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Anthony Gilbert

  • Rolfe was one of those men who were, to all intents and purposes, slain in the war; but most unhappily the flesh had survived.

  • It's never been my experience that men part with life any more readily at eighty than they do at eighteen.

  • ... ignorance, if not bliss, often saves a good deal of time ...

  • Life was no more than a boarding-house where one stayed too short a time to bother much if the hot water system didn't work very well or the beds were lumpy.

  • ... second-hand impressions are no more to be trusted than second-hand clothes.

  • Caution and Conscience were the great twin brethren in his book of life, and the two warred perpetually the one against the other, so that there were premature lines round his eyes, and his mouth never dared smile for fear it gave birth to hopes that would not later be realized.

    • Anthony Gilbert,
    • A Spy for Mister Crook
    • ()
  • It wasn't so much that he'd smothered his conscience as that he couldn't spell the word.

    • Anthony Gilbert,
    • A Spy for Mister Crook
    • ()
  • People said they wanted the truth, but what they really wanted was the segment of truth that would frank them. The whole truth was too terrible for most people to contemplate.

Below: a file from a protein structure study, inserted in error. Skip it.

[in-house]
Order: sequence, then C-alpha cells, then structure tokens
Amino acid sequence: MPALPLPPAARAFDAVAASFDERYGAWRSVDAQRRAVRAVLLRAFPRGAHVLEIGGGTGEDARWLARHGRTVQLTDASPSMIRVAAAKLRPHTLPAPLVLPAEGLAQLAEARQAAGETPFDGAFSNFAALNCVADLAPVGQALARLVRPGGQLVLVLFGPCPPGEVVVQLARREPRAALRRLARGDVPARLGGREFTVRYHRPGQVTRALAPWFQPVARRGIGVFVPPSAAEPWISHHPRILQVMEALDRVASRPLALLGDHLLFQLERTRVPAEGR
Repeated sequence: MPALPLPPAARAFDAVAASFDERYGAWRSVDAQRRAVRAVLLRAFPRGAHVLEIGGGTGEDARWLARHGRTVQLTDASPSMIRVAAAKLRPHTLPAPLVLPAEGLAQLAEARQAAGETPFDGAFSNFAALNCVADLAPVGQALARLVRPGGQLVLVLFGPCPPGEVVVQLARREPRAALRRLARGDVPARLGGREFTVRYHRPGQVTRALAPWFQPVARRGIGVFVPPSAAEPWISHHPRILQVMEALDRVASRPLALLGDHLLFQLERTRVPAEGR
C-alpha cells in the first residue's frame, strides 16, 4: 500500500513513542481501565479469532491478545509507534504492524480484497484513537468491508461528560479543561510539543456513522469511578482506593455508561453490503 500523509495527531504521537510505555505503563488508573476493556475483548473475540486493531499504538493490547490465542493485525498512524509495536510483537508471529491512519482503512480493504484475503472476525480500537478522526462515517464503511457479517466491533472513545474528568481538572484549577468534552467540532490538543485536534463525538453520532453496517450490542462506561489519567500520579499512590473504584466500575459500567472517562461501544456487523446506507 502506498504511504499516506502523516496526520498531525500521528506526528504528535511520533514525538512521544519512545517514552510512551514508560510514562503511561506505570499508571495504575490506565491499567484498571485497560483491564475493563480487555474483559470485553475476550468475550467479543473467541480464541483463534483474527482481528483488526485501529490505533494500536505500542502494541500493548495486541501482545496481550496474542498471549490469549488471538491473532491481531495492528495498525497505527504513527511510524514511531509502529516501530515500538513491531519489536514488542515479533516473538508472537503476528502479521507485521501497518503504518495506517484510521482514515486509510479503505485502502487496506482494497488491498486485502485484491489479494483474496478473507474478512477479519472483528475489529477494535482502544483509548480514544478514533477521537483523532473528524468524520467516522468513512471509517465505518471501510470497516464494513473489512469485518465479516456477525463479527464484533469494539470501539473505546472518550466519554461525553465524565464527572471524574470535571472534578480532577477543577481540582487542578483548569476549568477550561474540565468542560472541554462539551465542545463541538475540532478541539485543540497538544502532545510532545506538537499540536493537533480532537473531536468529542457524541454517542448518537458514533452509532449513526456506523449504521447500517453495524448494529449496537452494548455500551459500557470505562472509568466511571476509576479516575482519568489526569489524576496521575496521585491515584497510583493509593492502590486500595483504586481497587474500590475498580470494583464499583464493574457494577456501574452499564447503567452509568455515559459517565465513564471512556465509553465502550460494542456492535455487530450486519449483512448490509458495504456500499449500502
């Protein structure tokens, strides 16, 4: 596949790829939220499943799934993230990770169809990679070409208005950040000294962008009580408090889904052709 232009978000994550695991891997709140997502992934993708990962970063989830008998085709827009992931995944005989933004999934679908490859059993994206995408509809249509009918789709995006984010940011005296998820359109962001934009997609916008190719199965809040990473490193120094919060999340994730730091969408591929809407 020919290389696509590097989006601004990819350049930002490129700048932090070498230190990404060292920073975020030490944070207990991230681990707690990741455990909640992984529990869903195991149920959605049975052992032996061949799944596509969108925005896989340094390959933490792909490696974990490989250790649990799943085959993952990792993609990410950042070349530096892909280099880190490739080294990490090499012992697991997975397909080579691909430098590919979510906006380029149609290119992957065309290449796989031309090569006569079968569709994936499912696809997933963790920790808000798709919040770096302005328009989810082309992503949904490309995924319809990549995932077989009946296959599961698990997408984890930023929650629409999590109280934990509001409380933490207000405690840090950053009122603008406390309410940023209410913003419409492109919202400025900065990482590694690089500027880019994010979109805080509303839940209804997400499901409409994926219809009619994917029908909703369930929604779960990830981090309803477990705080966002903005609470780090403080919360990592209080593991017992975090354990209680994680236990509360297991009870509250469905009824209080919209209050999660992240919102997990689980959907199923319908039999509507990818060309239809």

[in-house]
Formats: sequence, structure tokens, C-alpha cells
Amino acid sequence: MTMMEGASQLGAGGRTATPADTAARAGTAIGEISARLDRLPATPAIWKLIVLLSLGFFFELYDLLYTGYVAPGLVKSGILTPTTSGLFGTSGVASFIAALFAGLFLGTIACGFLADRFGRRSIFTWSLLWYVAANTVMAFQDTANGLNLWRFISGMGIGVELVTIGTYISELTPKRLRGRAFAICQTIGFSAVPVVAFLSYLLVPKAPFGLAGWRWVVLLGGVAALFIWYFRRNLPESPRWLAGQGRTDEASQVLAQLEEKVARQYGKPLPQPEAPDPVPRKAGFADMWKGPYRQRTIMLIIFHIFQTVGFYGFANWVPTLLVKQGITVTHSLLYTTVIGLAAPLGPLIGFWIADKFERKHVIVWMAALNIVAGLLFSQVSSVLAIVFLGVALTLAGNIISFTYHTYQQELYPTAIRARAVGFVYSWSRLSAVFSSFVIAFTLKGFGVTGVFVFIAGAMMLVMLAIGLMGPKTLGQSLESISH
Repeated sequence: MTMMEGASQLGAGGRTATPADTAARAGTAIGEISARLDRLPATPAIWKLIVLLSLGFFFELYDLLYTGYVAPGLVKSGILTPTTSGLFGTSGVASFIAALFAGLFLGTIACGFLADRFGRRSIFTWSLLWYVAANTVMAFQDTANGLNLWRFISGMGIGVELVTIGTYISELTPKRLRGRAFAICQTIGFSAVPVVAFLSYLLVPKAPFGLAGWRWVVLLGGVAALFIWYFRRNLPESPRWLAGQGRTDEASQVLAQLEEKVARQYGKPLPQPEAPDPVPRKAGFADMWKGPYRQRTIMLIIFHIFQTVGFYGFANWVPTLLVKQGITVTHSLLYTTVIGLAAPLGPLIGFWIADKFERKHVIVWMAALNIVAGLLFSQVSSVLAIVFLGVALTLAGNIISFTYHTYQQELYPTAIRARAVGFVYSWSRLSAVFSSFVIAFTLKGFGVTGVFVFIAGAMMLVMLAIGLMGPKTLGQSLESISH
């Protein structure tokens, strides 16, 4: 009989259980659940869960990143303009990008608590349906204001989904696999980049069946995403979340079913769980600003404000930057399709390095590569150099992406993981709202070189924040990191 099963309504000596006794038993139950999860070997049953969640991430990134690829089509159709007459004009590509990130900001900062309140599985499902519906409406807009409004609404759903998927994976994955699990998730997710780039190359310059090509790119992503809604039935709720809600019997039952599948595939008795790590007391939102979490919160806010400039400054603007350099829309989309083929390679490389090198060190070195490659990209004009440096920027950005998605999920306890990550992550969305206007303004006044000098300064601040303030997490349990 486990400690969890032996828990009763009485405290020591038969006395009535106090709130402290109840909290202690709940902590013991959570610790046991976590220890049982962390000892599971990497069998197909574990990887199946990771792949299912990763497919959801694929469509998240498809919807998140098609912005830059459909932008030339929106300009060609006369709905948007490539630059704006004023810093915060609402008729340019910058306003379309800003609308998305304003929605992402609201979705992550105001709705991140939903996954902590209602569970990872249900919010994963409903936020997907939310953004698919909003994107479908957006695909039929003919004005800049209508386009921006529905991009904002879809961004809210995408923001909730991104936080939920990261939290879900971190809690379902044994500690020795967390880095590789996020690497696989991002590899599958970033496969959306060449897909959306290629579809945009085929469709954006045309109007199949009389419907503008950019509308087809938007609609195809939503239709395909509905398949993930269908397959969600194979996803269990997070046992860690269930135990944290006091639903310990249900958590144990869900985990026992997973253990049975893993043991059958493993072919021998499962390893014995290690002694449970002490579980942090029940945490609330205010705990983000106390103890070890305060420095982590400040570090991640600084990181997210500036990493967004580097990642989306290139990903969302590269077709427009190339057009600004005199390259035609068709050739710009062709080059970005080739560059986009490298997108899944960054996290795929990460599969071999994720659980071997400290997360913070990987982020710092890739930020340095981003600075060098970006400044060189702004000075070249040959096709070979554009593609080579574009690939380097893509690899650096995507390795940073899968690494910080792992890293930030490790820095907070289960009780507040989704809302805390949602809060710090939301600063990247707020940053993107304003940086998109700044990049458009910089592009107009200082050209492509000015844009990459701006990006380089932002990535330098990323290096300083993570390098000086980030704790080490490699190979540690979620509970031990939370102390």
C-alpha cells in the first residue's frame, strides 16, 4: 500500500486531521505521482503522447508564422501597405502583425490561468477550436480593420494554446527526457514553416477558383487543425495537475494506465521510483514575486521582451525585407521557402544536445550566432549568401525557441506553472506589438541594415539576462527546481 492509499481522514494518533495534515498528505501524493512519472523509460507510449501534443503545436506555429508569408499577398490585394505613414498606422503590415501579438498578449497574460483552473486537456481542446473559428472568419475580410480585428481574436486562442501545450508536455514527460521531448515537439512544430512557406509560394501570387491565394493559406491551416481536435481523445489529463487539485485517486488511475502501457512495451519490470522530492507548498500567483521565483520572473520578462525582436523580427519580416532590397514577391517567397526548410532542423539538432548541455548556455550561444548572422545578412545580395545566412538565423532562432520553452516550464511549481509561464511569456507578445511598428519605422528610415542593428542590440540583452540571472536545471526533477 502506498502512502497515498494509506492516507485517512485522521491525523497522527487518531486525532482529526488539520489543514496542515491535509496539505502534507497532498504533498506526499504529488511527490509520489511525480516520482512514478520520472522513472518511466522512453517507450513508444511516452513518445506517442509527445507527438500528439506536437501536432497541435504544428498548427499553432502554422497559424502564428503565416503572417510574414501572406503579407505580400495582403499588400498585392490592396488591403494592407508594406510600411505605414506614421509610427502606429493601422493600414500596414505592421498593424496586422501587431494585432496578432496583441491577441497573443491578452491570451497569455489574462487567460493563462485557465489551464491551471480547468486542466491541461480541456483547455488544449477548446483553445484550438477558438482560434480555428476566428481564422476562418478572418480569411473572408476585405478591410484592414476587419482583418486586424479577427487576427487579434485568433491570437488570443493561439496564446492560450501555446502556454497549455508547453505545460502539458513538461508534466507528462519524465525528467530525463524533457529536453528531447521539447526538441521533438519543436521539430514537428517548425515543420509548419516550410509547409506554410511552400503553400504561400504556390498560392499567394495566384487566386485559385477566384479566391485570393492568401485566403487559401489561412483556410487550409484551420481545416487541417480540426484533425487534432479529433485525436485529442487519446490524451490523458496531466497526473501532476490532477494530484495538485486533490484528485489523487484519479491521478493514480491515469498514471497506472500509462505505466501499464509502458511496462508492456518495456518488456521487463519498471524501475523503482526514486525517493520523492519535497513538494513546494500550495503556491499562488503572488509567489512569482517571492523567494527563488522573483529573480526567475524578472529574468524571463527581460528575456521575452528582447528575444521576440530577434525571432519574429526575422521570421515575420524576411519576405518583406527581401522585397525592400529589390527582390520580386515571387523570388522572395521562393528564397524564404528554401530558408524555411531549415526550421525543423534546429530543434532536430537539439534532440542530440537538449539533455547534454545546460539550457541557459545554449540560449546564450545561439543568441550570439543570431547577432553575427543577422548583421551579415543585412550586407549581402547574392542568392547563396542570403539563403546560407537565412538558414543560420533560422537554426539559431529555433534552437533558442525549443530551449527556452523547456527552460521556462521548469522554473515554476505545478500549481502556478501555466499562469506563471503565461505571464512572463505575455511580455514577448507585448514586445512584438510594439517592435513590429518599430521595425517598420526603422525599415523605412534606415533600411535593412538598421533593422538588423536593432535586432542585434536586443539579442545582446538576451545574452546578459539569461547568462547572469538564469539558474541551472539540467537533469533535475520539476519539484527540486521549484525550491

• Anthony Gilbert,
    • A Spy for Mister Crook
    • ()
  • Silence can be so much more eloquent than speech.

  • ... truth, in case you haven't recognized the fact, is what you can persuade the other chap to believe.

  • Too many facts are sometimes as dangerous as too few.

  • ... he didn't make light of superstition. He knew it's the first and most natural of religions.

  • No one's interested in virtue till it's been lost.

  • All the years have their harvest.

  • The man who never makes a mistake never makes anything.

  • ... there are three sorts of liars — liars, damned liars and house agents ...

  • Marriage is the most delightful of the impermanencies of life.

  • People ... believe what they wish to believe, and see what they are expecting to see.

  • There's some to whom you can and should turn your soul inside out. It ain't what you say that matters but who you tells it to.

  • ... children are unreliable, foreigners to discretion.

  • ... in came a large, handsome old woman with an eye about as friendly as a bull in a field ...

  • I like to be able to swim a hen in my cup.

  • The bridegroom ... was of less importance, in the public eye, than the bridal bouquet ...

  • ... that's the worst of the law. They never do the sensible, straightforward thing. They have to go around corners, like a cat that always takes the longest way home ...

  • Men. Always trying to think for somebody else, and generally doing it wrong.

  • ... I wonder if we shall ever make a lawyer of you. Don't you know that our first duty is to make things easy for our clients, who are always right, except when they come in conflict with ourselves?

  • I know coincidence has a long arm, but it's not an octopus.

  • Leisure's like a mirage. Lovely when it ain't there. When you are, it's a desert. Right?

    • Anthony Gilbert,